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Chinese Export Porcelain Teapot, Imari, Kangxi Period.

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Chinese Export Porcelain Teapot, Imari, Kangxi Period.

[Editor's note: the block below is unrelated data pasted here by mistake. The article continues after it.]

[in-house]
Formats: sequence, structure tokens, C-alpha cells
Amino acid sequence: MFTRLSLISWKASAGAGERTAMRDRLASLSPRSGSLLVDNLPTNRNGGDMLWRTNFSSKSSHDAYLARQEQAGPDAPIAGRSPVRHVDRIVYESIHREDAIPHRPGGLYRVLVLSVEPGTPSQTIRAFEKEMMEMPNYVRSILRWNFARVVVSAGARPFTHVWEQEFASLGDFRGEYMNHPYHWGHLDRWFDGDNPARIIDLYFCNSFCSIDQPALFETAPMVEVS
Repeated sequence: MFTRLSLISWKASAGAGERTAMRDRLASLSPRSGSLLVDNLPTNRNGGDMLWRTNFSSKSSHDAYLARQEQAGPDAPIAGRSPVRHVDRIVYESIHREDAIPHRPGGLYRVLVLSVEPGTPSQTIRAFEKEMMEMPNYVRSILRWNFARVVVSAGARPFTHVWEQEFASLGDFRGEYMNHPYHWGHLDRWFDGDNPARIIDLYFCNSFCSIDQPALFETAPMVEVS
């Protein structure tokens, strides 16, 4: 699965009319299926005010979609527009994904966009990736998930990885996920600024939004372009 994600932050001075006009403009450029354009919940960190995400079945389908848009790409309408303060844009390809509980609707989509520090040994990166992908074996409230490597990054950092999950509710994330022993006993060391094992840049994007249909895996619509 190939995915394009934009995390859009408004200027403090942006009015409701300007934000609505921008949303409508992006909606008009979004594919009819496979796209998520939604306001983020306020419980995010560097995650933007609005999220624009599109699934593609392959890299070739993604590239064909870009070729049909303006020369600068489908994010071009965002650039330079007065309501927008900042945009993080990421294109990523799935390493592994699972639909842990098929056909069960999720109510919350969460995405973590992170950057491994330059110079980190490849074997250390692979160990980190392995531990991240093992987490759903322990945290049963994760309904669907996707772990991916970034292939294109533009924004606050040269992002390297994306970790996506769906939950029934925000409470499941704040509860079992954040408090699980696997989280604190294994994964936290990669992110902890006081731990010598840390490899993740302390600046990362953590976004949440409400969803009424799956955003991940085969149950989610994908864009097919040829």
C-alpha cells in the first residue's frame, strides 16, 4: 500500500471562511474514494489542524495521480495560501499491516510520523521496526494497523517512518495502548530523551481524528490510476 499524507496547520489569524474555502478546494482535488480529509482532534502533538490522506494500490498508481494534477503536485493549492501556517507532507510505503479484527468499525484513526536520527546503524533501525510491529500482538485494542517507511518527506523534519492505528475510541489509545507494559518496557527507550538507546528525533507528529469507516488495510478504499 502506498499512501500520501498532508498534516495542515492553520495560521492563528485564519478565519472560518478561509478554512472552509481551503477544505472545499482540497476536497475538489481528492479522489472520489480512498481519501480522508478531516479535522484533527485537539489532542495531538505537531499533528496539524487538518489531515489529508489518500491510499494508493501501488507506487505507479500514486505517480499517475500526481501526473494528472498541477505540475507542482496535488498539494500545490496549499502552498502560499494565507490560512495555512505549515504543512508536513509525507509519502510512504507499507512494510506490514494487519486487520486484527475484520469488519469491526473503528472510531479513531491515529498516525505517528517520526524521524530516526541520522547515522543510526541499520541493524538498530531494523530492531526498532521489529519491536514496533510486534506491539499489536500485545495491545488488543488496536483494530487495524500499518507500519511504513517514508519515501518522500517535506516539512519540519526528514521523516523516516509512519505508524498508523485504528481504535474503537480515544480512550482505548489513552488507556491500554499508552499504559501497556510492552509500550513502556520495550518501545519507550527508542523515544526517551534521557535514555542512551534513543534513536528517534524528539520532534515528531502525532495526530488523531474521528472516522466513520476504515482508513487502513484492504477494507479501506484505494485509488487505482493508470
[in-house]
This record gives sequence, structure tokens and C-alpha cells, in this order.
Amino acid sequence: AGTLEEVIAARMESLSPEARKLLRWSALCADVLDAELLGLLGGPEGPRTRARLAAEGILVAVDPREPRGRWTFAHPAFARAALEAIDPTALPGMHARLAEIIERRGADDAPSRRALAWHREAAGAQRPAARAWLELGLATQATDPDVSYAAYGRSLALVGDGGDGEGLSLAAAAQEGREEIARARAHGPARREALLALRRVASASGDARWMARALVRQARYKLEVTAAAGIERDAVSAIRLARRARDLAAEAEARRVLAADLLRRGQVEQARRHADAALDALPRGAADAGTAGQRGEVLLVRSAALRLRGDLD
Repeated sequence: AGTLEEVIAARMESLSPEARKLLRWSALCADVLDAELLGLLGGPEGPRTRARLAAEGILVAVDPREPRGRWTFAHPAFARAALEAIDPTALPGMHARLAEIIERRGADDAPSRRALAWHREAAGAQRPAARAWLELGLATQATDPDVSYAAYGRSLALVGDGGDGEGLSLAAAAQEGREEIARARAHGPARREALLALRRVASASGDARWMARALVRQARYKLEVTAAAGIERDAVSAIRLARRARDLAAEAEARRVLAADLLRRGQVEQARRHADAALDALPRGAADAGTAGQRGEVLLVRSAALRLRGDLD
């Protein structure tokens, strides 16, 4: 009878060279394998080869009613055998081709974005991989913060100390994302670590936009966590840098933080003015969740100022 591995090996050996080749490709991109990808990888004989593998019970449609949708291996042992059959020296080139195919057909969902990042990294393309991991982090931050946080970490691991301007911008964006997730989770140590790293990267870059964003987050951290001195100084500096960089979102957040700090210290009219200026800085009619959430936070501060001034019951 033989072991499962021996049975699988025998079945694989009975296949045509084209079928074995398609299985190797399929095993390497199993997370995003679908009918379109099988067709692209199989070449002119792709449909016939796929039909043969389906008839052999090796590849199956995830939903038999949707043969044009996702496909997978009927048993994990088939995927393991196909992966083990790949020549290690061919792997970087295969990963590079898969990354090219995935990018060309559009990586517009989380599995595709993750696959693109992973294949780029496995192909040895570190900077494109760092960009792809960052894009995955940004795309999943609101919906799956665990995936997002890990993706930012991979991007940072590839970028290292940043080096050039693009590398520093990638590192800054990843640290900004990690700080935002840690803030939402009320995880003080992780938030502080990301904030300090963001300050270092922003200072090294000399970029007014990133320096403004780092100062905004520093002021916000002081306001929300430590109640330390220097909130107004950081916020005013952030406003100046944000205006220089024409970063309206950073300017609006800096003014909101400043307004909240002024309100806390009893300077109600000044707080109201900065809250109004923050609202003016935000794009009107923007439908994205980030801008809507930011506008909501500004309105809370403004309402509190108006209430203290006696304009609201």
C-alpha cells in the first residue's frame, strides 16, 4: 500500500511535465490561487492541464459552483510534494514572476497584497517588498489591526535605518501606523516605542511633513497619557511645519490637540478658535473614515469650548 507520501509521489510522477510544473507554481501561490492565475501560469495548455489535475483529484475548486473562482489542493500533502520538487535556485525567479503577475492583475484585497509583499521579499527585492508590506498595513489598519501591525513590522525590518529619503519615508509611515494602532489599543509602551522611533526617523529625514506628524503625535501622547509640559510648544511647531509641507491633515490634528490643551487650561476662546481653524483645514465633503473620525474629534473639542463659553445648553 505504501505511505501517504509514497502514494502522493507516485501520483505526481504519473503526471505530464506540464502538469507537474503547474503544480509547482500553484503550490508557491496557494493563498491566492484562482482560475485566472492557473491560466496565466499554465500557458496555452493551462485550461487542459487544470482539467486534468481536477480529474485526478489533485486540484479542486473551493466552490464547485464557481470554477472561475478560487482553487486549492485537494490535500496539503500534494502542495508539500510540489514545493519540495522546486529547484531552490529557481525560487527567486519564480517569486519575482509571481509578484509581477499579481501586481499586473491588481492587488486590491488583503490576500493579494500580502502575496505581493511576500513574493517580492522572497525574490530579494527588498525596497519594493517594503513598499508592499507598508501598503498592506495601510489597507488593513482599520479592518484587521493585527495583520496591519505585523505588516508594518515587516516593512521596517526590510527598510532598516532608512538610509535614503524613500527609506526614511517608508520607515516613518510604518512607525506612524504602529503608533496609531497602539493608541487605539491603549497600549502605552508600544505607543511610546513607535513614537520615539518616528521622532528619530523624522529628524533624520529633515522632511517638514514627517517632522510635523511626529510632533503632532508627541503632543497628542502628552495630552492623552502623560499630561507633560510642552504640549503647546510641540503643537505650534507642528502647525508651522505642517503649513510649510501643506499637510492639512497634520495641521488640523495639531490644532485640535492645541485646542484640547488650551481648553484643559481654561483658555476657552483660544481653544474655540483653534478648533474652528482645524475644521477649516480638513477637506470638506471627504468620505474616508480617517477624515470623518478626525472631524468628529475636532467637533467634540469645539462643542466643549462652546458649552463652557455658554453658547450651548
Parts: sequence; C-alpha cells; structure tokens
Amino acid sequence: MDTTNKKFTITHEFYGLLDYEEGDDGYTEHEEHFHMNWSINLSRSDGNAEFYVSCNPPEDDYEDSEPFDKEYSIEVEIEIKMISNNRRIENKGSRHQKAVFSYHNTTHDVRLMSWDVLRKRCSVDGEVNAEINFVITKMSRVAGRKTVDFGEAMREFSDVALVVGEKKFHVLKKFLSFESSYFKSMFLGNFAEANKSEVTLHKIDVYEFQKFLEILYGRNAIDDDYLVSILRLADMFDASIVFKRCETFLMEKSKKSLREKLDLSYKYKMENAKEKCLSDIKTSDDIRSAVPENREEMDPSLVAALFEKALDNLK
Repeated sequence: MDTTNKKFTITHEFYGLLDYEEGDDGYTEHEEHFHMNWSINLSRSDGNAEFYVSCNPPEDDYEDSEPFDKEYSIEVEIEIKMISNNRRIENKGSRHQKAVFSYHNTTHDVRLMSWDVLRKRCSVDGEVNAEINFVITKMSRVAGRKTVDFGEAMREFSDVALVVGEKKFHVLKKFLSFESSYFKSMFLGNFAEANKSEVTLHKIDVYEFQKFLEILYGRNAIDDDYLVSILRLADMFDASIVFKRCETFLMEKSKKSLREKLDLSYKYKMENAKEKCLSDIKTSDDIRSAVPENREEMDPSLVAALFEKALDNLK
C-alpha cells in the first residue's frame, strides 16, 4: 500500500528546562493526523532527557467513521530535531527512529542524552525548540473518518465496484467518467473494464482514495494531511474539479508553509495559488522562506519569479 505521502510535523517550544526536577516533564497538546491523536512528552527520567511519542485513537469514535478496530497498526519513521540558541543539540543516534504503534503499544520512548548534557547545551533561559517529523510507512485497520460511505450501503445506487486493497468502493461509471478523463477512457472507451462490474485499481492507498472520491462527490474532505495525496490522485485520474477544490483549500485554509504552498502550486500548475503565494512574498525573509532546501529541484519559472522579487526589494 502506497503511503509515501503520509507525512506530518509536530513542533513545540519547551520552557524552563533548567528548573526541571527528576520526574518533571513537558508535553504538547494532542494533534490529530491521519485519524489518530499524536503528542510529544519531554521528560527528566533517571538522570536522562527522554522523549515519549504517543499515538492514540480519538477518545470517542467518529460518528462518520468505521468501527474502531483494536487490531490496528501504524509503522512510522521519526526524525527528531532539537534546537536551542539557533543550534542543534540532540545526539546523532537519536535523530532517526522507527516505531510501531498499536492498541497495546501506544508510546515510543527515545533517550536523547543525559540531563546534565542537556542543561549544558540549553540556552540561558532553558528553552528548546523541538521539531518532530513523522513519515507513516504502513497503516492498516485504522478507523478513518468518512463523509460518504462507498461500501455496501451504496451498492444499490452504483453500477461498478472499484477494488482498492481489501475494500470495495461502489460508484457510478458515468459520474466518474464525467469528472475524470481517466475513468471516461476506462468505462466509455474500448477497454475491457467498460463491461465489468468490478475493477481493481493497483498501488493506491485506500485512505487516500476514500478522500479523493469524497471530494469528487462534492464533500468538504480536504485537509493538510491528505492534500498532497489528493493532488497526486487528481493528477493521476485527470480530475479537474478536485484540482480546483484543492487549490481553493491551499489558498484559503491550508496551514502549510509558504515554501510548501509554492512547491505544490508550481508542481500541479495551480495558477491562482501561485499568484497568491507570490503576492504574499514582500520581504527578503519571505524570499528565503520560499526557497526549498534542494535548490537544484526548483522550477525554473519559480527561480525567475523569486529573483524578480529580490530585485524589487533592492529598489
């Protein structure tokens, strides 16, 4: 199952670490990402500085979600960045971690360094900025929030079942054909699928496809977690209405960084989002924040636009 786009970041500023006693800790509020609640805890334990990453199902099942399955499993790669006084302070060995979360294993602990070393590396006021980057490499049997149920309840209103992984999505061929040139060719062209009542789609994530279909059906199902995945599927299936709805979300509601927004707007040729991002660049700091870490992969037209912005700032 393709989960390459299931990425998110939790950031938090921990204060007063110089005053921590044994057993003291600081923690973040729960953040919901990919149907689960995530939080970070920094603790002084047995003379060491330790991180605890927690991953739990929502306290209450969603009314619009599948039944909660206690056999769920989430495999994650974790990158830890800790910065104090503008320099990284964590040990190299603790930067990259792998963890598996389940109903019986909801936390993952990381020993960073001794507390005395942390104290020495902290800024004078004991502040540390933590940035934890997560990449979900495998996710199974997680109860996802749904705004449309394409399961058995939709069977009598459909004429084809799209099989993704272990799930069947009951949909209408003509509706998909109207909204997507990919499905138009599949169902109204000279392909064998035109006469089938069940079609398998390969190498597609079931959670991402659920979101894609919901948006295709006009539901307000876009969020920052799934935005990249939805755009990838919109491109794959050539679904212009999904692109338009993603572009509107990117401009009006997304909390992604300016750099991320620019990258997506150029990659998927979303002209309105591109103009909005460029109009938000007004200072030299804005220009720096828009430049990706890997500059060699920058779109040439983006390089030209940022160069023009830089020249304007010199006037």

Teapot. Provenance: China. Dating: Late Kangxi period (1662-1722) early Yongzheng period (1723-1735), c.1720-1730. Teapot of globular shape on a footring with a glazed base. Straight spout with a curved C-shaped handle. The inlaying flat cover with round knob. Chinese Imari, decorated in underglaze blue, iron-red and gold. On the body two panels filled with flowering plants growing from pierced rockwork. On each side of the panels a single flowering plant. On the spout and handle stylised clouds. Near the attachment of the handle and spout to the body of the teapot a decoration of Artemisia leaves. On the cover two sprays of flowering branches. A. du Boulay states in his “Christie's pictorial History of Chinese ceramics” that Chinese Imari usually confined itself to iron-red, underglaze blue, and gold, but occasionally it was enriched with famille verte panels. It was based on the Japanese wares of a similar type made in the Arita kilns and exported to Europe in enormous quantities from the port of Imari in the Southern Island. C.J.A. Jörg in collaboration with J. van Campen states in his "Chinese Ceramics in the Collection of the Rijksmuseum, Amsterdam. The Ming and Qing Dynasties" that the production of Chinese Imari starting in the early years of the 18th century, reached its peak in the 1720s and 1730s, but became formalised and repetitive in the next decades. Although Chinese Imari was primarily produced for export, it may be noted that there are some pieces in this style in the Palace Museum, Beijing. If these really were part of the imperial collection and not later additions, they are an indication that Chinese Imari was also appreciated by the Chinese an probably served as some kind of "Western" exotic ware. Dimensions: Height: 109 mm (4.29 inch), Diameter handle to spout: 184 mm (7.24 inch), Diameter of mouthrim: 57 mm (2.24 inch), Diameter of footring: 62 mm (2.44 inch). Condition: A firing flaw with a missing piece of glaze from which an "U"-shaped hairline originates to the handle. Four firing flaws to the inner mouthrim and a frit to rim of the cover. Two frits to the tip of the spout. References: C.J.A. Jörg in collaboration with J. van Campen, Chinese Ceramics in the Collection of the Rijksmuseum, Amsterdam. The Ming and Qing Dynasties, London 1997, pp. 199-200.

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